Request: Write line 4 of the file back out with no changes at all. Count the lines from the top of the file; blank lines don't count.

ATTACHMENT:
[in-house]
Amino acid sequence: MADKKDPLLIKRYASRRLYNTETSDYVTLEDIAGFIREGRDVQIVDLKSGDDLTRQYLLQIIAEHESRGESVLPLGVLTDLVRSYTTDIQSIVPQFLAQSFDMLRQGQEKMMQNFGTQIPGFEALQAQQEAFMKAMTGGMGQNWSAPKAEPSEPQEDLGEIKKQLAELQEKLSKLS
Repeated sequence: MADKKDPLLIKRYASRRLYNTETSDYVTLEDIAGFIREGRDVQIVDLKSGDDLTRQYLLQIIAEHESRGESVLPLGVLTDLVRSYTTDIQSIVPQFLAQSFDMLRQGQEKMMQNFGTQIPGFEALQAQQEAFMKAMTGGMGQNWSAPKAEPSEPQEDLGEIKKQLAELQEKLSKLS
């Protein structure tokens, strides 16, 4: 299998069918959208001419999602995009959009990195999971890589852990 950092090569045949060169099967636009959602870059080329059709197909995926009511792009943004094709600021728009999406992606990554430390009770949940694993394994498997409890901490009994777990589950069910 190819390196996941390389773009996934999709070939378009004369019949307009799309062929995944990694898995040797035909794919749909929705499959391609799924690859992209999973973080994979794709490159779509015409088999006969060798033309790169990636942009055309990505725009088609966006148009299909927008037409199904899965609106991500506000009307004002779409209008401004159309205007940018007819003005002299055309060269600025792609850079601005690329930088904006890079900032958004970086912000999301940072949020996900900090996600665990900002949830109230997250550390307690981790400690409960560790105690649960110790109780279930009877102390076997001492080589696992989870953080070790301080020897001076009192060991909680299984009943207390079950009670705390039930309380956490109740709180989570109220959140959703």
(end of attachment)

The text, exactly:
């Protein structure tokens, strides 16, 4: 299998069918959208001419999602995009959009990195999971890589852990 950092090569045949060169099967636009959602870059080329059709197909995926009511792009943004094709600021728009999406992606990554430390009770949940694993394994498997409890901490009994777990589950069910 190819390196996941390389773009996934999709070939378009004369019949307009799309062929995944990694898995040797035909794919749909929705499959391609799924690859992209999973973080994979794709490159779509015409088999006969060798033309790169990636942009055309990505725009088609966006148009299909927008037409199904899965609106991500506000009307004002779409209008401004159309205007940018007819003005002299055309060269600025792609850079601005690329930088904006890079900032958004970086912000999301940072949020996900900090996600665990900002949830109230997250550390307690981790400690409960560790105690649960110790109780279930009877102390076997001492080589696992989870953080070790301080020897001076009192060991909680299984009943207390079950009670705390039930309380956490109740709180989570109220959140959703």